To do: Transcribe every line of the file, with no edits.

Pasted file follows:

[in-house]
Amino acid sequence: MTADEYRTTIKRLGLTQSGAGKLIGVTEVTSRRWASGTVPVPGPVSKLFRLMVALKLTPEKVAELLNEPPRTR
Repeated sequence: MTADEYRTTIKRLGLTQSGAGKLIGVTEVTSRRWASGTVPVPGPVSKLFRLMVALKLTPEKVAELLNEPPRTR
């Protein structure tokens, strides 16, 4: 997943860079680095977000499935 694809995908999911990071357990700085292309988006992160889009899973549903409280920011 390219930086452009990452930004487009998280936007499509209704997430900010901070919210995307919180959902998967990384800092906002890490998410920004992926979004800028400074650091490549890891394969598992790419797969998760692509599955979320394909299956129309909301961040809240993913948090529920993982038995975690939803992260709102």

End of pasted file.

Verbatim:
[in-house]
Amino acid sequence: MTADEYRTTIKRLGLTQSGAGKLIGVTEVTSRRWASGTVPVPGPVSKLFRLMVALKLTPEKVAELLNEPPRTR
Repeated sequence: MTADEYRTTIKRLGLTQSGAGKLIGVTEVTSRRWASGTVPVPGPVSKLFRLMVALKLTPEKVAELLNEPPRTR
């Protein structure tokens, strides 16, 4: 997943860079680095977000499935 694809995908999911990071357990700085292309988006992160889009899973549903409280920011 390219930086452009990452930004487009998280936007499509209704997430900010901070919210995307919180959902998967990384800092906002890490998410920004992926979004800028400074650091490549890891394969598992790419797969998760692509599955979320394909299956129309909301961040809240993913948090529920993982038995975690939803992260709102």